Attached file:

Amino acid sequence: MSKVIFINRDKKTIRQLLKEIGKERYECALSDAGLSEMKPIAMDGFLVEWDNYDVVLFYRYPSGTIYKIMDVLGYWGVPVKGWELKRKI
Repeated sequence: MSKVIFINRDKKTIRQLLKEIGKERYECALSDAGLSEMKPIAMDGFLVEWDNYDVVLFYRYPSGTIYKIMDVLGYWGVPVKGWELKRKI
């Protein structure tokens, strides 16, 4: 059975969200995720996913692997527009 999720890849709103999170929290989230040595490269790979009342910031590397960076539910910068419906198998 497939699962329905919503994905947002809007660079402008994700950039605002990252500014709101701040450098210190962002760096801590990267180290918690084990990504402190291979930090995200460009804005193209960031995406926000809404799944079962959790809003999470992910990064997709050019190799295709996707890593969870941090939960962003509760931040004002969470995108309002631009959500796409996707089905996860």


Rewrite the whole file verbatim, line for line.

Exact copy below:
Amino acid sequence: MSKVIFINRDKKTIRQLLKEIGKERYECALSDAGLSEMKPIAMDGFLVEWDNYDVVLFYRYPSGTIYKIMDVLGYWGVPVKGWELKRKI
Repeated sequence: MSKVIFINRDKKTIRQLLKEIGKERYECALSDAGLSEMKPIAMDGFLVEWDNYDVVLFYRYPSGTIYKIMDVLGYWGVPVKGWELKRKI
């Protein structure tokens, strides 16, 4: 059975969200995720996913692997527009 999720890849709103999170929290989230040595490269790979009342910031590397960076539910910068419906198998 497939699962329905919503994905947002809007660079402008994700950039605002990252500014709101701040450098210190962002760096801590990267180290918690084990990504402190291979930090995200460009804005193209960031995406926000809404799944079962959790809003999470992910990064997709050019190799295709996707890593969870941090939960962003509760931040004002969470995108309002631009959500796409996707089905996860």